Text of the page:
68p Royal Enfield 1914. Engine capacity: 425cc. Power output: 14bhp. Top speed: 50mph
Royal Enfield got into its stride as a motorcycle maker in 1910 and soon became known for solid, dependable products. One was this lively Model 140 middleweight with an unusually sized 425cc V-twin engine. Its advanced features included automatic lubrication, and all-chain transmission at a time when hide belts were still widely used to drive the rear wheel. An ingenious twospeed mechanism was operated by a 'coffee grinder' handle alongside the petrol tank. Royal Enfield went on to make larger V-twins and a series of rugged single cylinder machines. Production at the Redditch factory ceased in 1970, although the Royal Enfield marque lives on with motorcycles manufactured in India.
Designed by Atelier Works from illustrations by Michael English. Printed in litho by Walsall Security Printers.
All images are Copyright 2005 by Royal Mail.
The limited edition Norvic First Day Covers will show a vintage Velocette motorcycle: the company was started in 1905 but Royal Mail overlooked this important centenary!
With set of 6 stamps, one cover with postmark M9667 Silverstone ALL SOLD, the other with L9650 Snetterton, Norfolk - Price £8.95.
Order through our online shop.
Order through our online shop.
Post Office FDC with a full set and any postmark in stock - £5.50
Plain white c6 envelope with a single stamp and any postmark in stock - £1.25 + the price of the stamp
Set of stamps unused or VFU - £3.95 (blocks pro rata)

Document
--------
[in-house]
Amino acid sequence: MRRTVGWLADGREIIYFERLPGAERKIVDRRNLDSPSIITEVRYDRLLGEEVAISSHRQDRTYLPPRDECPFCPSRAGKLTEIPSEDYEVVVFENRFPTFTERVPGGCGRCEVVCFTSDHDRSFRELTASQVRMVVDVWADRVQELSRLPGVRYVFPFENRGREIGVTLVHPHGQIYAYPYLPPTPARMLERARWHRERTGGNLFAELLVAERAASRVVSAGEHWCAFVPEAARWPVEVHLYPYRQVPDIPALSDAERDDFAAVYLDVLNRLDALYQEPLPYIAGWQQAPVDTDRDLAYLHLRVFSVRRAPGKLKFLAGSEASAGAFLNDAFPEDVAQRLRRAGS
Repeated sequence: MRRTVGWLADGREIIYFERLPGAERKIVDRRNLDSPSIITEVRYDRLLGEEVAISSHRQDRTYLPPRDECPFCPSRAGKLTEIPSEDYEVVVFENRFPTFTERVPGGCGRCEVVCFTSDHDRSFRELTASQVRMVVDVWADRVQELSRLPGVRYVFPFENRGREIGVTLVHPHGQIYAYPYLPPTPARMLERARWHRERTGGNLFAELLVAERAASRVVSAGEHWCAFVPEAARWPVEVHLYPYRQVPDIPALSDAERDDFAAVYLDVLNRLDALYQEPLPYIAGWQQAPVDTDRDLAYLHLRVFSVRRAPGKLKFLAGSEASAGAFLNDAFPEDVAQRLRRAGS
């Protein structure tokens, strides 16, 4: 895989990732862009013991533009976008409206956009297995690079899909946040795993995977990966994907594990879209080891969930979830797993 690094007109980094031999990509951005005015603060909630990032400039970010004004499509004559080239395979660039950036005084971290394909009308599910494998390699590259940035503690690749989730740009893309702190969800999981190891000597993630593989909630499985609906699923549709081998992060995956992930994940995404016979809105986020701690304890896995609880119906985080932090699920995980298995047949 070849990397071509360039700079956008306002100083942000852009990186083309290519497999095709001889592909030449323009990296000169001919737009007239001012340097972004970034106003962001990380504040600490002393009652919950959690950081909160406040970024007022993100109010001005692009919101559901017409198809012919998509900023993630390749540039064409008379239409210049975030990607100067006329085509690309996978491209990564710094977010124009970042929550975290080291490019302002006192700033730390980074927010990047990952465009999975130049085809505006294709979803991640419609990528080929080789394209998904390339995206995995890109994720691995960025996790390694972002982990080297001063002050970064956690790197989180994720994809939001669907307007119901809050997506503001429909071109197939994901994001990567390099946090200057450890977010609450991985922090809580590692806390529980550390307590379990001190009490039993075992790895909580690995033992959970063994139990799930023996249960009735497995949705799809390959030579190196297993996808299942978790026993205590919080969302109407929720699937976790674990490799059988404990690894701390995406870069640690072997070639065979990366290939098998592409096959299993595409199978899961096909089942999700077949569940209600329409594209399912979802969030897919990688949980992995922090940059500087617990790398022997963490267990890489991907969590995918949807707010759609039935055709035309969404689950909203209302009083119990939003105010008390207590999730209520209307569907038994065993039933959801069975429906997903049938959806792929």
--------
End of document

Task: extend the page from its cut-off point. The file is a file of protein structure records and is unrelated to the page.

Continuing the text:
Set of postcards reproducing the stamps (PHQ cards) - £2.75
All prices exclude postage & packing (UK - £1). Discounts available for larger orders. For orders and prices in foreign currencies - please email us.
Special postmarks available on the Day of Issue are shown here:
Official Bureau postmark (speedometer)
Official Solihull postmark (spoked wheel)(location of National Motorcycle Museum)
Official Solihull non-pictorial postmark
British Motorcycles, Snetterton, Norwich
Silverstone, Towcester, Northants.
| Ref L9660
BSA, Speedwell House, Southampton
| Ref L9659
Road Racing Legend AJS, Goodworth, Clatford, Andover
| Ref L9658
The Rolls Royce of British Motorcycles, Brough Superior, Tonbridge, Kent
| Ref L9655
Ace Corner, London NW9
| Ref L9653
Sammy Miller Motorcycle Museum, New Milton, Hants
| Ref L9656
Stevenage - Vincent Black Shadow
| Ref M9661
Birmingham - BSA Rocket
| Ref M9662
Coventry - Triumph Speed Twin
| Ref M9663
Nottingham - Brough Superior
| Ref M9664
Redditch - Royal Enfield
| Ref M9665
Wolverhampton - Norton F1
| Ref M9666
Sheen Road, Birmingham
| Ref M9668
The Norton & The Sun Inn, Birmingham
|Ref M9669 Silverstone Harley-Davidson, Towcester, Northampton|| Ref M9671
Classic Bike Silverstone, Towcester, Northampton
| Ref L9657
Bletchley Park Post Office Urgent Despatch
| Ref L9649
Biko Close, Uxbridge, Middlesex
| Ref L9648
Automobile Association 1905-2005, Fanum House, Basingstoke
| Ref L9647
TMC Southfield Road, London W4 (Triumph logo)
| Ref L9646
The best day out in England, Beauliey Hants (motor museum)
| Ref L9654
Ace Corner, London NW10
| Ref M9670
British Motorcycles, Birmingham
| Ref L9674
Verralls, Veteran & Vintage Motorcycles Handcross Haywards Heath
| Ref M9681
Royal Enfield Development Pioneers, Blockeley, Moreton in Marsh
This page updated 9 August 2005